Chinese tourists are expected to make 200 million outbound trips in 2020, a 48 per cent increase from last year’s 135 million, led by Hong Kong, Thailand, South Korea and Japan as the most-visited destinations, according to a Thursday report by CLSA.
Vietnam is poised to become more popular than its former colonial master France, after a series of terror attacks last year in Europe deterred Chinese travellers.
The cosmetics, gaming, luxury and online sectors are likely to be the biggest winners, with spending expected to grow 64 per cent to US$429 billion in 2021 from last year’s level.
“While 2016 was challenging, impacted by terrorist attacks in Europe and weaker spending in the US, the tide turned in the third quarter, we believe largely driven by wealthy Chinese consumers,” CLSA analysts Oliver Matthew and Jon Oh wrote in a report, their fifth tracking China’s outbound tourism trends since 2005.
“Other driving factors affecting Chinese tourist numbers included being given extra holidays, eased travel restrictions, and greater desire for experiencing different cultures and activities.”
Top destinations stand to gain from the spending power by Chinese tourists. Hong Kong was still the number one destination for mainland Chinese tourists between 2013 and 2017, followed by Thailand, South Korea, Macau and Japan.
The CLSA study polled more than 400 experienced international Chinese travellers across 25 cities with an average age of 35 years and earning monthly income of 20,000 yuan (US$2,900).
“After two years of decline in total mainland visitor arrivals, Hong Kong is experiencing a rebound, helped by a new rail link and more appealing events-based tourism,” the report said.
The city may receive 66 million visitors in 2020, up from last year’s 57 million, with each visitor spending an estimated US$1,900 in total on each trip, CLSA said.
Safety remains a serious consideration for mainland travellers, with 70 per cent of respondents citing safety as their prime consideration, followed by cost and sightseeing opportunities.
That’s helped Vietnam overtake France last year as the 10th-most visited destination for the Chinese.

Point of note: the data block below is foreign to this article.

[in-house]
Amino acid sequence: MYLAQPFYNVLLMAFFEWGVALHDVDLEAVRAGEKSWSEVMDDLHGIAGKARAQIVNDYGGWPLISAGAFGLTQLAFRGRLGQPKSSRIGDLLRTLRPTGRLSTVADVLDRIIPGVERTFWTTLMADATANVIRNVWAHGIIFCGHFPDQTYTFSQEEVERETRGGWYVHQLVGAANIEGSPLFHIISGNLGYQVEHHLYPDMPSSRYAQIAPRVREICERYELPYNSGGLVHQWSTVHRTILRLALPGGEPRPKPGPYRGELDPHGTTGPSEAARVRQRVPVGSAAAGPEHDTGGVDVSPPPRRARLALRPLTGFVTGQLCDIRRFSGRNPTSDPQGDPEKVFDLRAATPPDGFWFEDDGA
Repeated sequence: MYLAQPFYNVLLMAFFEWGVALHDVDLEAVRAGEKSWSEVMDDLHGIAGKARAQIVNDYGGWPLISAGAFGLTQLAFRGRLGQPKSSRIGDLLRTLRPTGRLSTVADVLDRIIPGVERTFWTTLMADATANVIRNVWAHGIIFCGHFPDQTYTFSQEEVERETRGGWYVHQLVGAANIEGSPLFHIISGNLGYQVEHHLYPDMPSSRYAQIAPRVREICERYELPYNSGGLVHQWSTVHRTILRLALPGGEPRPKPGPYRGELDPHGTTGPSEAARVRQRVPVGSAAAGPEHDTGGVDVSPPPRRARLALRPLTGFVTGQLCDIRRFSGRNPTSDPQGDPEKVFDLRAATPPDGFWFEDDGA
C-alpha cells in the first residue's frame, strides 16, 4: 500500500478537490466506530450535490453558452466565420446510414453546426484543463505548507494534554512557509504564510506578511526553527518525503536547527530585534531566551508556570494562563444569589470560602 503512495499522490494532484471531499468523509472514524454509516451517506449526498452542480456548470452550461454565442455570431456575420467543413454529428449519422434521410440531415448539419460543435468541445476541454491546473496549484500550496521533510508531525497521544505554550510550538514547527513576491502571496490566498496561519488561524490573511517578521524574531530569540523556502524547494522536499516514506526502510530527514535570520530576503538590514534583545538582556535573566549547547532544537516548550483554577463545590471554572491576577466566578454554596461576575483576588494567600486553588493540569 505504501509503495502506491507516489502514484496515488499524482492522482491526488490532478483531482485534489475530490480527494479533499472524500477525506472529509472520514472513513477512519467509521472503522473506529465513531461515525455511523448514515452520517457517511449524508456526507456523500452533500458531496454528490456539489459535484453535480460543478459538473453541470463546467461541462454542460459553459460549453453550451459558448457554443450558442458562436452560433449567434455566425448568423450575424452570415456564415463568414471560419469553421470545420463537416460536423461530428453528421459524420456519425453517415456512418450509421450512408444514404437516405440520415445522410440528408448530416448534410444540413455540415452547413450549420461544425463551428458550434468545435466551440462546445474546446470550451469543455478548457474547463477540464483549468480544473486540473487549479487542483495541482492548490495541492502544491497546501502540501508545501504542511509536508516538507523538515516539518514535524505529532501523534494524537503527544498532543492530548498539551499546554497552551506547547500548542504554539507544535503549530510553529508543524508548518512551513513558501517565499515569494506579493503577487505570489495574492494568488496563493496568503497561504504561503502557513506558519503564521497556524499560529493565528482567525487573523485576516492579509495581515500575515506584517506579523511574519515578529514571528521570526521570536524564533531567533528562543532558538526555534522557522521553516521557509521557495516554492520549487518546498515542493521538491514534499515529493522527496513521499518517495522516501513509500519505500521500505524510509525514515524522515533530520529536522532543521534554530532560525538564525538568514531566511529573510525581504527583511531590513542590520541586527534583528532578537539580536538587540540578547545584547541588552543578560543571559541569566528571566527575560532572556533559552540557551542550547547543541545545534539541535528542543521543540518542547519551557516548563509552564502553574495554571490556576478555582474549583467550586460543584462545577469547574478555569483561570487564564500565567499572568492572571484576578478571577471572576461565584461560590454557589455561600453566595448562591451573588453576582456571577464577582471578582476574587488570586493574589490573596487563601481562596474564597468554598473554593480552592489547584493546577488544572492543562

A policy by the Chinese government, which allowed foreign tourists to use the country’s third-largest land port on the border with Vietnam to enter Southeast Asia, has also increased tourism, with 4.66 million crossing the China-Vietnam border in the first half, up nearly 42 per cent from last year, Xinhua News Agency said separately.
Political tensions have also come into play, with a marked decline by mainland visitors to South Korea and Taiwan, for instance.
Over the past three years, 32 per cent of respondents spent more than 6,000 yuan per trip on shopping abroad, 3 percentage points below 2015 and a dramatic 10 percentage points down on 2014.
The drop was partly due to the weaker yuan, which weakened 7 per cent against the US dollar last year, but also because of tightened scrutiny on luggage at Chinese customs, the report said.
“Yuan depreciation and stricter customs checks are among the factors weighing on overseas shopping – but as Chinese travellers become more sophisticated, shopping continues to be less important a tourism driver than in the past,” said the report.
Some participants also commented that shopping for others while on holiday has lost a lot of its appeal, with many international goods now readily available on the mainland.
Sectorially, gaming, cosmetics, luxury and online sectors are expected to benefit most from Chinese tourism, with luxury sales particularly estimated to reach 35 per cent of global sales by 2020.
Online travel companies that help Chinese tourists book their hotel, rent cars or arrange other services are going to be biggest winners, it added, as 80 per cent of overseas Chinese travellers now make their bookings online. – SCMP